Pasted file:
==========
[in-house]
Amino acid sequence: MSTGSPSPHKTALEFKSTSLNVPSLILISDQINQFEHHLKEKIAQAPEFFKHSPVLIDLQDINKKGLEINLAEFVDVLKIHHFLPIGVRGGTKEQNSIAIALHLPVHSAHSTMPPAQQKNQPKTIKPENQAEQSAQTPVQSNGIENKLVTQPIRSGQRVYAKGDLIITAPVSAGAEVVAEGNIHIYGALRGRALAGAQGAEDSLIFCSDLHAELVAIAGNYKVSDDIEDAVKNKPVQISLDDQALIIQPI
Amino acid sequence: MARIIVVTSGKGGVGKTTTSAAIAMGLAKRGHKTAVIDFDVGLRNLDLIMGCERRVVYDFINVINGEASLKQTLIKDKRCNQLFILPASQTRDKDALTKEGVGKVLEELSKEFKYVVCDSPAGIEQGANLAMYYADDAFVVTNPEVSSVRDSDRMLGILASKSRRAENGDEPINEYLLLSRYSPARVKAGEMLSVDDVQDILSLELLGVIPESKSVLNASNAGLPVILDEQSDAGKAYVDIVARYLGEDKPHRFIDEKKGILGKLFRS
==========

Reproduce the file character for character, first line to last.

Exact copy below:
[in-house]
Amino acid sequence: MSTGSPSPHKTALEFKSTSLNVPSLILISDQINQFEHHLKEKIAQAPEFFKHSPVLIDLQDINKKGLEINLAEFVDVLKIHHFLPIGVRGGTKEQNSIAIALHLPVHSAHSTMPPAQQKNQPKTIKPENQAEQSAQTPVQSNGIENKLVTQPIRSGQRVYAKGDLIITAPVSAGAEVVAEGNIHIYGALRGRALAGAQGAEDSLIFCSDLHAELVAIAGNYKVSDDIEDAVKNKPVQISLDDQALIIQPI
Amino acid sequence: MARIIVVTSGKGGVGKTTTSAAIAMGLAKRGHKTAVIDFDVGLRNLDLIMGCERRVVYDFINVINGEASLKQTLIKDKRCNQLFILPASQTRDKDALTKEGVGKVLEELSKEFKYVVCDSPAGIEQGANLAMYYADDAFVVTNPEVSSVRDSDRMLGILASKSRRAENGDEPINEYLLLSRYSPARVKAGEMLSVDDVQDILSLELLGVIPESKSVLNASNAGLPVILDEQSDAGKAYVDIVARYLGEDKPHRFIDEKKGILGKLFRS